This investigation demonstrates that laser peening produces a significant life increase in Ti-6Al-4V under fretting fatigue conditions. It also shows that small spots can produce comparable life increases to large spots even though the fretting situation differs due to the rougher surface produced by the small spots.

First International Conference on Laser Peening

The first international conference on laser peening will be held in Houston-Texas, USA 15-17 December 2008.  It is an honor to have Dr. Allan Clauer of LSP Technologies, Inc. kicking off the conference with the first of two keynote presentations at 9:15 am on 15 December.  Dr. Clauer has been involved with laser peening from its inception in the early 1970s, back when it was called laser shock processing.

The conference was established by Dr. Omar Hatamleh of NASA-Johnson Space Center.  Dr. Hatamleh is the Conference Chairman.

Topics will include:

  • Laser peening effects on residual stress distribution
  • Modeling of residual stresses from laser peening
  • Laser peening effects on fatigue life, and crack growth rates in base and welded components
  • Laser peening effects on microstructure, mechanical properties, and surface roughness
  • General aspects of laser peening – process parameters, potential applications, commercialization
  • Additional topics within the field of laser peening are welcome

Contributions will be made by attendees from around the world, including presentations by Dr. Todd Rockstroh (General Electric Aviation – USA) on “Laser Shock Processing of Aircraft Engine Components”, Dr. Brent Dane (Metal Improvement Company) on “Recent Developments in Large Scale Industrial Laser Peening”, Dr. Yuji Sano (Toshiba-Japan) on Development and Applications of Laser Peening Systems for Field Operations”, Mr. Brad Cowles (Pratt & Whitney-USA) on “Applications, Benefits, and Challenges of Advanced Surface Treatments”, and Dr. Takafumi Adachi (Fuji Heavy Industry-Japan) on “Effects of Laser Peening on Fatigue Properties for Aerospace Aluminum Alloys”.

Applications of Laser Peening to Titanium Alloys

Originally presented at the ASME/JSME 2004 Pressure Vessels and Piping Division Conference, July 25-29, 2004.

Authored by David W. Sokol, Allan H. Clauer, Ravi Ravindranath.

Laser peening has been a commercial surface enhancement process for over six years, and has been gradually expanding the number of applications being laser peened in production ever since. LSP Technologies has been a major developer of the process and new applications for laser peening. It has developed production laser peening systems and innovative laser peening technology to increase throughput and reduce cost. Some of these production and technology developments will be discussed in this paper. Also, an evaluation of applying laser peening to increase the fretting fatigue resistance of titanium alloys, based on Ti-6Al-4V has been made. Included in this evaluation is the use of small spot laser peening to enable the processing of the inside of small, generally inaccessible areas such as the insides of holes and slots. Laser peening with either large or small spots dramatically increased the fretting fatigue life under both R=0.5 and R=0 fatigue conditions with three different contact pad pressures. Fretting fatigue life was increased by at least 25 times. Actual increases in fatigue life and fatigue strength could not be determined because most specimens ran to the runout life of 106 cycles without failure. The laser peening does not appear to affect the fretting behavior, but instead inhibits the initiation of fatigue cracks at the fretting cracks developed from the fretting process. The compressive residual stress from laser peening also would slow the growth rate of any fatigue crack that does eventually initiate at a fretting crack.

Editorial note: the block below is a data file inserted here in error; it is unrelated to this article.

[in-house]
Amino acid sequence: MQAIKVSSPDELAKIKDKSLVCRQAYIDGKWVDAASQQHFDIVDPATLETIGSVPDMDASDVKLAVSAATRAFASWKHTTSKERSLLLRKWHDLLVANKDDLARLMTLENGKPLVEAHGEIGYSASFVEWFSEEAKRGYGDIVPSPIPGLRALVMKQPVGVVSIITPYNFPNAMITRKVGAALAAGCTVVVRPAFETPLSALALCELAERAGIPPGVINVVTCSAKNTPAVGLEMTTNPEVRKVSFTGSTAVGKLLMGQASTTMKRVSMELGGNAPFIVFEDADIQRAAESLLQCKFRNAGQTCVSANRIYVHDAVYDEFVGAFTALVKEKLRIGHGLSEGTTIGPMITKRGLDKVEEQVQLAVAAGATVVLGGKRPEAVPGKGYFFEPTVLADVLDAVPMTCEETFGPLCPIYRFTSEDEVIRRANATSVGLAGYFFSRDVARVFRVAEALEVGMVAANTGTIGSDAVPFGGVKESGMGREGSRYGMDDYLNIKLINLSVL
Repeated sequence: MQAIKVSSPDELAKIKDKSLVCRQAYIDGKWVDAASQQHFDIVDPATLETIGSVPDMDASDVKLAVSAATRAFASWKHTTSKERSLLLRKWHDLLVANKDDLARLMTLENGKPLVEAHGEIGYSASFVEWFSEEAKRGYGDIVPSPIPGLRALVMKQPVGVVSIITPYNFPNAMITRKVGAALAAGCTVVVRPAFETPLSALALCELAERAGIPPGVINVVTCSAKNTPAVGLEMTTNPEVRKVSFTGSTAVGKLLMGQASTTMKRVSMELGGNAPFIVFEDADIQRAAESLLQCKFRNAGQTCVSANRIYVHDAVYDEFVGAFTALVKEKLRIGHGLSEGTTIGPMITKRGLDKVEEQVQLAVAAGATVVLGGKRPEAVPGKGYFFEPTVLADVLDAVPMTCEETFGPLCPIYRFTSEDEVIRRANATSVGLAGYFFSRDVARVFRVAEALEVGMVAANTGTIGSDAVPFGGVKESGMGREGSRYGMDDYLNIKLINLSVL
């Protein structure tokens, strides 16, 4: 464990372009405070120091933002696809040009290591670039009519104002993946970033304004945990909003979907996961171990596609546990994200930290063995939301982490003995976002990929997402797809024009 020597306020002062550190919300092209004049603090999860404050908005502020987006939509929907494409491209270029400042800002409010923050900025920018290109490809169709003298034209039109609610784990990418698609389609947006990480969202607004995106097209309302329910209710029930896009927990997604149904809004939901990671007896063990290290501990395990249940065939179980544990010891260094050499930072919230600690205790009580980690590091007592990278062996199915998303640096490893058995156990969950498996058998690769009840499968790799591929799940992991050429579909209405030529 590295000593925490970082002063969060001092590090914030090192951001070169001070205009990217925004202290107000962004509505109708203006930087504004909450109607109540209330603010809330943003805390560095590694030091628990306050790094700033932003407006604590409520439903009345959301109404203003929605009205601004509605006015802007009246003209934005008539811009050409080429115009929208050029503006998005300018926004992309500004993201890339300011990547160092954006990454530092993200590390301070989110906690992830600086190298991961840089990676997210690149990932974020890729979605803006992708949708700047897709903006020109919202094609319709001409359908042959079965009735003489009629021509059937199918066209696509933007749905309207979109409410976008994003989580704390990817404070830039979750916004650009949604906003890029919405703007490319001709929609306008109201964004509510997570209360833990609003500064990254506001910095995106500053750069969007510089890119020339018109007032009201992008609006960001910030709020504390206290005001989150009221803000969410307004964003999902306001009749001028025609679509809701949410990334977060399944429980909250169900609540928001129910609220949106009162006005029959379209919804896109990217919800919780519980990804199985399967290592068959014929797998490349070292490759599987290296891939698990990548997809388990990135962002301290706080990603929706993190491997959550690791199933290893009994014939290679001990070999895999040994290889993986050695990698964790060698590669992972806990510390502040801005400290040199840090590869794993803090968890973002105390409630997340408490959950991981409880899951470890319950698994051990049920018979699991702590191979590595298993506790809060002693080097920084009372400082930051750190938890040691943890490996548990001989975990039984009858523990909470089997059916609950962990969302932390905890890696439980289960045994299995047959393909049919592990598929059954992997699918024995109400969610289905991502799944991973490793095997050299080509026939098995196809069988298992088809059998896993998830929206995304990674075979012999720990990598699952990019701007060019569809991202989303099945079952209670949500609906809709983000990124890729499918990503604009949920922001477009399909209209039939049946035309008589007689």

LSP Technologies has designed and built two production laser peening systems with the support of the Air Force Materials and Manufacturing Directorate. In 2003 it began production laser peening of an integrally bladed rotor for the F119 engine being built by Pratt & Whitney. To increase throughput and reduce the cost of the process, several technology improvements have also been developed and are being implemented into production. Among these is the RapidCoater™ system, which allows continuous processing of a part. Under a NAVAIR Phase II SBIR, LSP Technologies has investigated the effect of laser peening on fretting and fretting fatigue in dovetail slots. An outcome of this program is a laser peening system that enables the interior of dovetail slots to be accessed by laser peening. Because of the dovetail geometry, small spots (<1 mm in diameter) and underwater laser peening were used to treat the interior of the slots.

To download the entire article as a pdf: Applications of Laser Peening to Titanium Alloys